Update 2

During the review process of the earlier GLODAPv2 mapped climatologies, several improvements were made, as suggested by reviewers. The differences between the two archives (GLODAPv2 and GLODAPv2.2016b) available at this site are outlined below (excerpt from the Lauvset et al. (2016) ESSD paper). Further details are given in the paper.

• An error in the GLODAPv2 grid is now fixed so that the fields align with the world topography and the grid is the same as that in GLODAPv1.1 and WOA.

• The latitudinal boundary of the mapping domain was moved from 180ºE to 20ºE to minimize the effect of any boundary effects during mapping.

• An additional smoothing across this boundary is added in post-processing.

• The scheme for handling coordinate system transformation and scaling of the correlation length scale has changed. This means that for GLODAPv2.2016b we no longer used an advection constraint to ensure stronger correlation zonally, but manipulate the coordinate system to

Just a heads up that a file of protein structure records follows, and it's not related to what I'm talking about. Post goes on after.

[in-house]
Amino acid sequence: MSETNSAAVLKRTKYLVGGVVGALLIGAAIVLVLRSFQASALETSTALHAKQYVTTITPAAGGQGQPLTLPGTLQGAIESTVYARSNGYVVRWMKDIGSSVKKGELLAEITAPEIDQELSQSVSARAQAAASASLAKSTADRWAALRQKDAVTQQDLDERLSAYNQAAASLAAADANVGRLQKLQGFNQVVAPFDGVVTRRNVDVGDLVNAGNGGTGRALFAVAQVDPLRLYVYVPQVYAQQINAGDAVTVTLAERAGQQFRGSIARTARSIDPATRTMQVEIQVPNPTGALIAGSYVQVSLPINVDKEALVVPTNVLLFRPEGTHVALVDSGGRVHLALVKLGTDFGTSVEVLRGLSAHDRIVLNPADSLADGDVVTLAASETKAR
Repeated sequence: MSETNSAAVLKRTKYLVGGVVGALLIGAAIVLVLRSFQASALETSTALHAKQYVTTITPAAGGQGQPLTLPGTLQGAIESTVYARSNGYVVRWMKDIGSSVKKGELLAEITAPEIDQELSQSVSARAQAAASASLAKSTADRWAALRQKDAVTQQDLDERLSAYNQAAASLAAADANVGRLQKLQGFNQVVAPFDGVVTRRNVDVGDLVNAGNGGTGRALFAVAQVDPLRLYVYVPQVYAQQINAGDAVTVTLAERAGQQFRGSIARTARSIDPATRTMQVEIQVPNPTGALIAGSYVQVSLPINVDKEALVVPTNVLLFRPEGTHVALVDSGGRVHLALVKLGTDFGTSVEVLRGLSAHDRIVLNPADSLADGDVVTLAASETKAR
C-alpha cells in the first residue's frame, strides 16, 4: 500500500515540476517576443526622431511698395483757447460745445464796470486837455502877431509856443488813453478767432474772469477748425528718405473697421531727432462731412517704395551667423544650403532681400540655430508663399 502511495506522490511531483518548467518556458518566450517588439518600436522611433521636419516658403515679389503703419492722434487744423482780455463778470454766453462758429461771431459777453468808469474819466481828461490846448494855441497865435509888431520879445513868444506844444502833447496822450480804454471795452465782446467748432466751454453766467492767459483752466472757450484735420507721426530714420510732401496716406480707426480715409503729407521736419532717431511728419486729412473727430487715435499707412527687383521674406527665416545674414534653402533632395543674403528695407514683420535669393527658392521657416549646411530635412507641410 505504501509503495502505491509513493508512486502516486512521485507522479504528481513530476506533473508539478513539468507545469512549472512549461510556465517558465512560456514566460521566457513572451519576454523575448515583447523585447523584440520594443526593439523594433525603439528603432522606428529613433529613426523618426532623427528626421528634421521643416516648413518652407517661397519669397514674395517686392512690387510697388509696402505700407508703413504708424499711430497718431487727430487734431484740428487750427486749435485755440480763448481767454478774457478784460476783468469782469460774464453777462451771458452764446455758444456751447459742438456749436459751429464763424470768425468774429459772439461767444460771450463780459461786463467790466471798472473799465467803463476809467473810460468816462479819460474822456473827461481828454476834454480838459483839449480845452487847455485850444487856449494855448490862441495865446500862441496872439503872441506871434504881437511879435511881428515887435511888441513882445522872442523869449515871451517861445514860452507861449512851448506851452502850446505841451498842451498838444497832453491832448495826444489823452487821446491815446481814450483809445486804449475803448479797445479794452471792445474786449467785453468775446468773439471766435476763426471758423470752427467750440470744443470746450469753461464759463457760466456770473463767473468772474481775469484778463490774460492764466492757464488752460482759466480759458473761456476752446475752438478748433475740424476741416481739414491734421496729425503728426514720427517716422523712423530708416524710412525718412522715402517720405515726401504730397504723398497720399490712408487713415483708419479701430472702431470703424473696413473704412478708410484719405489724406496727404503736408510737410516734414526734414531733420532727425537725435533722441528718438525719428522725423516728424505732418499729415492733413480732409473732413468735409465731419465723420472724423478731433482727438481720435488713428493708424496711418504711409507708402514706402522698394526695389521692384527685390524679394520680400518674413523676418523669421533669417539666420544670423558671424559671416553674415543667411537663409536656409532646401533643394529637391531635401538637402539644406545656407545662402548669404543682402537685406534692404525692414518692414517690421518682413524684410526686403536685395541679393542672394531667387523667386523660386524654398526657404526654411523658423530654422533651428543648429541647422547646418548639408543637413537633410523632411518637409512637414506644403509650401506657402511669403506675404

scale the zonal CL to two times the meridional CL. Implicitly this means that every cell on the grid is equidistant and this leads to some spurious effects at very high latitudes (poleward of ~75º).

• For the Arctic Ocean, because of its closeness to the northern boundary and the spurious effects encountered with the equidistant grid, we have applied an additional mask to remove boundary effects, and used alternative methods at depths greater than 1000 m (see section 2.5).

• Due to time constraints, the “almost exact” error calculation has been replaced by the “clever poor man’s” error calculation. Based on detailed studies of the Mediterranean Sea (Beckers et al., 2014) the latter tends to underestimate the error by ~25% compared to the real covariance (“true”) error calculation. The underestimation is not uniform though, and much larger in areas with high data density. In areas where observational data are more than one CL distant the clever poor man’s error represents the true error well (Beckers et al., 2014).

• We have manually masked some ocean regions where the errors are quite small but where we, based on our knowledge of spatial gradients and patterns of the ocean CO2 parameters, do not trust the results of the DIVA analysis. These areas include the Red Sea, the Gulf of Mexico, the Caribbean Sea, and parts of the Canadian Archipelago. There are also a very limited number of observations available in these regions.

• GLODAPv2.2016b contains two additional parameters: Cant and TCO2preind.